Wednesday, January 28, 2015

Best of the 2015 World Quilt Show in Florida Part 3

Florida's World Quilt Show in West Palm Beach is a great event to attend, amidst the warmth and sunshine,  while most of  the U.S.A. shivers under winter's blanket. We marveled at all the spectacular quilts from around the globe!  Planet Earth indeed holds a huge variety of wonderful quilting talent. We're happy to be sharing this series of photos from Florida.

In Flanders Fields by Catherine Millar, United Kingdom

Catherine states,"2014 is the centenary (100th anniversary) of the outbreak of the First World War. I was inspired by the last lines of a poem by John Macrae (who died of war-related illness in 1918), 'If ye break faith with us who die, We shall not sleep, though poppies grow in Flanders Fields.' "  The poet was speaking of the red poppies which grew among the graveyards of soldiers in the Flanders area of Belgium.

The red poppies are a symbol for Remembrance Day which is celebrated each November 11 in the United Kingdom and the Commonwealth Nations, as a tribute to members of the armed forces who died in the line of duty.

Close-up,In Flanders Fields by Catherine Millar

Catherine adds, "The symbolic poppy is made in circular bargello pattern on a background of patchwork fields, some growing crops, some mud as in the battlefields."  Catherine has created a heartfelt and radiant tribute in the form of a giant poppy, done in varied shades of red, orange, and rose.

ISabella by Rahel Elran, Israel

Rahel notes that ISabella (with first two letters deliberately capitalized) is machine pieced and machine quilted. It appears to be a modern, abstract art quilt of human face, in the style of painter Pablo Picasso. If you look closely for awhile, you'll be able to find ISabella's hair, eyes, nose, mouth, and perhaps her eyebrows.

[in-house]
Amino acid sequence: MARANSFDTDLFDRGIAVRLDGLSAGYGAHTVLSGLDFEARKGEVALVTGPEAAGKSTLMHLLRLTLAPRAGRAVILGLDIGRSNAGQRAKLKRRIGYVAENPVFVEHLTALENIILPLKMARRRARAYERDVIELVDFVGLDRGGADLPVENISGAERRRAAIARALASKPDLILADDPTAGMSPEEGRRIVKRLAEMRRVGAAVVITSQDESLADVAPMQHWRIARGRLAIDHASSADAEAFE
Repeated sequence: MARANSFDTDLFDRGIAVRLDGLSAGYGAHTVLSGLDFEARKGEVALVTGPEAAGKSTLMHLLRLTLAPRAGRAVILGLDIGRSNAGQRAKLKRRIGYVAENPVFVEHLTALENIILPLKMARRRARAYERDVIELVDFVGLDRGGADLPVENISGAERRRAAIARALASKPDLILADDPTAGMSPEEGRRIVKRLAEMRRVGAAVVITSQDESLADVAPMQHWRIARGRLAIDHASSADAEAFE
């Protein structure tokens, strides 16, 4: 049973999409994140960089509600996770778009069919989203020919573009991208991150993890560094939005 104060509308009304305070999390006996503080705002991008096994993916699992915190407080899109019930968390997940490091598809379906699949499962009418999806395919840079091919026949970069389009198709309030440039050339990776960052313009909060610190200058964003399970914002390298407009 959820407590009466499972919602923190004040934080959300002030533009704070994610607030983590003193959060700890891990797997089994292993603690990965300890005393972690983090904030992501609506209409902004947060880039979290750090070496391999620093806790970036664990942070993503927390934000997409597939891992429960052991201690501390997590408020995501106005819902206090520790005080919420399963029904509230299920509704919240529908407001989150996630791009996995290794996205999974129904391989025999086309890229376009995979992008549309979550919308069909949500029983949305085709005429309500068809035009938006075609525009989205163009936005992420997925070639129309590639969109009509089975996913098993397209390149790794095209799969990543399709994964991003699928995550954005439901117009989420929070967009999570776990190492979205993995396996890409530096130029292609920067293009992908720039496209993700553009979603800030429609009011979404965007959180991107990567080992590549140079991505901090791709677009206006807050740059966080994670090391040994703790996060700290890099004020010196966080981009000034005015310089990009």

Close-up, ISabella by Rahel Elran

We nicknamed this fun quilt "the red lips quilt", because ISabella's mouth is so prominent. Note the straight lines of quilting which provide structured contrast to the random curves and circles of this whimsical, lighthearted design.

Ena's Pink Waratahs by Denise Griffiths , Australia

Denise writes, "My inspiration comes from Australian native flowers and my beautiful Mum, as this is the last quilt she has seen before she went blind. I use a technique I call "Baglique", a very easy way to applique without having to turn edges... I use a mixture of hand dyed and commercial fabrics and shade the piece with Neocolor II watercolor pastels."

These giant flowers are so overwhelmingly cheerful, that they would brighten up even the darkest winter day. The beautiful pink and rose tones are a great  complement to the medium and dark green stems.

Close-up, Ena's Pink Waratahs by Denise Griffiths, Australia

Denise's original design is hand and machine appliqued, machine pieced, and machine quilted. We admired the pretty embroidered embellishment on the leaves and blossoms.

Sunset Over Africa, 69 x 79", by May-Gene Terblanche , South Africa

This quilt reminds us of a safari across the plains of  Africa, with its artistic animals  and its resplendent earth tones. May-Gene says, "The design was inspired by "Storm Over Africa" by Jenny Williamson from her book Quilt Africa, co-authored by Pat Parker. The quilt center was constructed from half-square triangles, with a machine appliqued border of African wild animal silhouettes. "Sunset Over Africa" was made.... to be auctioned off at a fund-raising event with a "Proudly South African" theme. My husband bought the quilt, he loved it so much!"

Diminishing Creatures by Hiroko Soeta, Japan

Hiroko explains, "I made this quilt to express my gratitude to my father-in-law, who was gentle, yet strong as a tiger. It is machine pieced and appliqued, hand quilted, embroidered, and painted." This is a strikingly interesting quilt, with a vibrant background.
Close up, Diminishing Creatures by Hiroko Soeta

Hiroko has created wonderfully realistic expressions on the faces of the tigers. She has embellished their faces with whiskers made from clear monofilament, which enhances their life-like countenances.
Image credits:  Photos were taken by Quilt Inspiration.


  1. Beautiful quilts - In Flanders Fields is absolutely fabulous!!

  2. Indeed beautiful! As works of art, they can be admired for that beauty but reading the thoughts behind each piece of work adds so much more and brings them to life. Thanks so much for going all that way and taking us along.

  3. Thanks so much for sharing these pictures. I had no idea Florida had a quilt show like this one. I hope I can make it there one day.

  4. Great show, thanks for sharing!

    I'm running another fabric giveaway, and you are welcome to enter!


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